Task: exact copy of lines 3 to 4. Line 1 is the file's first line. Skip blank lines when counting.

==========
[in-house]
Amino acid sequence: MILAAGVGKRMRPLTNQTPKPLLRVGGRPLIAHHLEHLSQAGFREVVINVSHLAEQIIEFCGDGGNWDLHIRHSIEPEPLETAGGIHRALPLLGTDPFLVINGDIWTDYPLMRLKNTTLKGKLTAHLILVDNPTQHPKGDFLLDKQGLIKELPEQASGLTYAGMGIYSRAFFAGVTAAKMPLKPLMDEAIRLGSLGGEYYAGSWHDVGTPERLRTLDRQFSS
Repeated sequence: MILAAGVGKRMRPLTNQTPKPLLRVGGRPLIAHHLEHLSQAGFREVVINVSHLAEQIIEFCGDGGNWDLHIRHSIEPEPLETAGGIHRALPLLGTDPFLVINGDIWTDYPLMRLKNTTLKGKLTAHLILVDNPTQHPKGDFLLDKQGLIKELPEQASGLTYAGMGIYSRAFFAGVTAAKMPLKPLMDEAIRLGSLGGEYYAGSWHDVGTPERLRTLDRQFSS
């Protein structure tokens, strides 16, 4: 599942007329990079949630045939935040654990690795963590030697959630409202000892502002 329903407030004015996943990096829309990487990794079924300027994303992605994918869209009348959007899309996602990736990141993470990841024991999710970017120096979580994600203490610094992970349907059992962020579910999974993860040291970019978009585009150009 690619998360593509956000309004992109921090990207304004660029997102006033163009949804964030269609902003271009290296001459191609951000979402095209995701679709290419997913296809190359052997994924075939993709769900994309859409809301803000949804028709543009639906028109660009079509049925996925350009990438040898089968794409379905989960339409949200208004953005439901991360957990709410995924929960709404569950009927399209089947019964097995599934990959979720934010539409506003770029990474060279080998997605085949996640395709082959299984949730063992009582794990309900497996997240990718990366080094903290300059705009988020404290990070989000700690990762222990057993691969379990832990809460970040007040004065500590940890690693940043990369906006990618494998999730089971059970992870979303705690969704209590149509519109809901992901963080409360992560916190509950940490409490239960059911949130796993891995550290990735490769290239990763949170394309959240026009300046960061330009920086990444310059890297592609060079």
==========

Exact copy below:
Repeated sequence: MILAAGVGKRMRPLTNQTPKPLLRVGGRPLIAHHLEHLSQAGFREVVINVSHLAEQIIEFCGDGGNWDLHIRHSIEPEPLETAGGIHRALPLLGTDPFLVINGDIWTDYPLMRLKNTTLKGKLTAHLILVDNPTQHPKGDFLLDKQGLIKELPEQASGLTYAGMGIYSRAFFAGVTAAKMPLKPLMDEAIRLGSLGGEYYAGSWHDVGTPERLRTLDRQFSS
């Protein structure tokens, strides 16, 4: 599942007329990079949630045939935040654990690795963590030697959630409202000892502002 329903407030004015996943990096829309990487990794079924300027994303992605994918869209009348959007899309996602990736990141993470990841024991999710970017120096979580994600203490610094992970349907059992962020579910999974993860040291970019978009585009150009 690619998360593509956000309004992109921090990207304004660029997102006033163009949804964030269609902003271009290296001459191609951000979402095209995701679709290419997913296809190359052997994924075939993709769900994309859409809301803000949804028709543009639906028109660009079509049925996925350009990438040898089968794409379905989960339409949200208004953005439901991360957990709410995924929960709404569950009927399209089947019964097995599934990959979720934010539409506003770029990474060279080998997605085949996640395709082959299984949730063992009582794990309900497996997240990718990366080094903290300059705009988020404290990070989000700690990762222990057993691969379990832990809460970040007040004065500590940890690693940043990369906006990618494998999730089971059970992870979303705690969704209590149509519109809901992901963080409360992560916190509950940490409490239960059911949130796993891995550290990735490769290239990763949170394309959240026009300046960061330009920086990444310059890297592609060079």